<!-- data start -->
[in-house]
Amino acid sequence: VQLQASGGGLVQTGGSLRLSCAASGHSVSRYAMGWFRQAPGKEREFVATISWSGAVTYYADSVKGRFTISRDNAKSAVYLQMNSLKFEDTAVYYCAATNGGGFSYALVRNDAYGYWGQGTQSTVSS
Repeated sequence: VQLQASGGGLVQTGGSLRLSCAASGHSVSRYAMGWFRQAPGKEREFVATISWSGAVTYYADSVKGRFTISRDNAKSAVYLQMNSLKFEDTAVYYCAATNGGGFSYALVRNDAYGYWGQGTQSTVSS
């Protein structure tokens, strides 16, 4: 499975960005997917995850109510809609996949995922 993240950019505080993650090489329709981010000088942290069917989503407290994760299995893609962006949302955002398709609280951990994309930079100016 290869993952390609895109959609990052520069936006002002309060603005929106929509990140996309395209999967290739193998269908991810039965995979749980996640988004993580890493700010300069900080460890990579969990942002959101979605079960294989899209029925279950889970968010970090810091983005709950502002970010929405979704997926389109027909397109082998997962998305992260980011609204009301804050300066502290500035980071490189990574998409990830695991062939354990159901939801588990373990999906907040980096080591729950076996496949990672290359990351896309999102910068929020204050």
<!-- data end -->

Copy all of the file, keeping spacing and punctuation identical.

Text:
[in-house]
Amino acid sequence: VQLQASGGGLVQTGGSLRLSCAASGHSVSRYAMGWFRQAPGKEREFVATISWSGAVTYYADSVKGRFTISRDNAKSAVYLQMNSLKFEDTAVYYCAATNGGGFSYALVRNDAYGYWGQGTQSTVSS
Repeated sequence: VQLQASGGGLVQTGGSLRLSCAASGHSVSRYAMGWFRQAPGKEREFVATISWSGAVTYYADSVKGRFTISRDNAKSAVYLQMNSLKFEDTAVYYCAATNGGGFSYALVRNDAYGYWGQGTQSTVSS
């Protein structure tokens, strides 16, 4: 499975960005997917995850109510809609996949995922 993240950019505080993650090489329709981010000088942290069917989503407290994760299995893609962006949302955002398709609280951990994309930079100016 290869993952390609895109959609990052520069936006002002309060603005929106929509990140996309395209999967290739193998269908991810039965995979749980996640988004993580890493700010300069900080460890990579969990942002959101979605079960294989899209029925279950889970968010970090810091983005709950502002970010929405979704997926389109027909397109082998997962998305992260980011609204009301804050300066502290500035980071490189990574998409990830695991062939354990159901939801588990373990999906907040980096080591729950076996496949990672290359990351896309999102910068929020204050």